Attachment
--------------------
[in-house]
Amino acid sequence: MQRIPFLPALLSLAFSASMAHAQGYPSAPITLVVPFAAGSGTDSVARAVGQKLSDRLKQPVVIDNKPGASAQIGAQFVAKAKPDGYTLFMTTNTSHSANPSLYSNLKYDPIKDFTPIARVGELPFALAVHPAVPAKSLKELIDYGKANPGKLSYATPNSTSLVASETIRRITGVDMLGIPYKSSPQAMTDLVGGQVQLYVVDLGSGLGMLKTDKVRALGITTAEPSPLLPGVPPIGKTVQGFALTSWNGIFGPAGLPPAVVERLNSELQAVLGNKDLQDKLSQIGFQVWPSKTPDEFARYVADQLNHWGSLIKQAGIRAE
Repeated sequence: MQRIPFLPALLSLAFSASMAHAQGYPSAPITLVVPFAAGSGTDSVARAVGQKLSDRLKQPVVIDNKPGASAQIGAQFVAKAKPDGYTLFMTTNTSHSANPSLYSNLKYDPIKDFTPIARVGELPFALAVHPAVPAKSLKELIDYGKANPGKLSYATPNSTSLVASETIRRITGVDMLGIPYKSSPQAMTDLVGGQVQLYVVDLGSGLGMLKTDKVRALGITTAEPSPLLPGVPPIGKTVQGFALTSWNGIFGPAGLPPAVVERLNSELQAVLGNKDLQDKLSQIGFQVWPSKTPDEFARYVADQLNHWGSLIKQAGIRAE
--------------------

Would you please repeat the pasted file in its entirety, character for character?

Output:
[in-house]
Amino acid sequence: MQRIPFLPALLSLAFSASMAHAQGYPSAPITLVVPFAAGSGTDSVARAVGQKLSDRLKQPVVIDNKPGASAQIGAQFVAKAKPDGYTLFMTTNTSHSANPSLYSNLKYDPIKDFTPIARVGELPFALAVHPAVPAKSLKELIDYGKANPGKLSYATPNSTSLVASETIRRITGVDMLGIPYKSSPQAMTDLVGGQVQLYVVDLGSGLGMLKTDKVRALGITTAEPSPLLPGVPPIGKTVQGFALTSWNGIFGPAGLPPAVVERLNSELQAVLGNKDLQDKLSQIGFQVWPSKTPDEFARYVADQLNHWGSLIKQAGIRAE
Repeated sequence: MQRIPFLPALLSLAFSASMAHAQGYPSAPITLVVPFAAGSGTDSVARAVGQKLSDRLKQPVVIDNKPGASAQIGAQFVAKAKPDGYTLFMTTNTSHSANPSLYSNLKYDPIKDFTPIARVGELPFALAVHPAVPAKSLKELIDYGKANPGKLSYATPNSTSLVASETIRRITGVDMLGIPYKSSPQAMTDLVGGQVQLYVVDLGSGLGMLKTDKVRALGITTAEPSPLLPGVPPIGKTVQGFALTSWNGIFGPAGLPPAVVERLNSELQAVLGNKDLQDKLSQIGFQVWPSKTPDEFARYVADQLNHWGSLIKQAGIRAE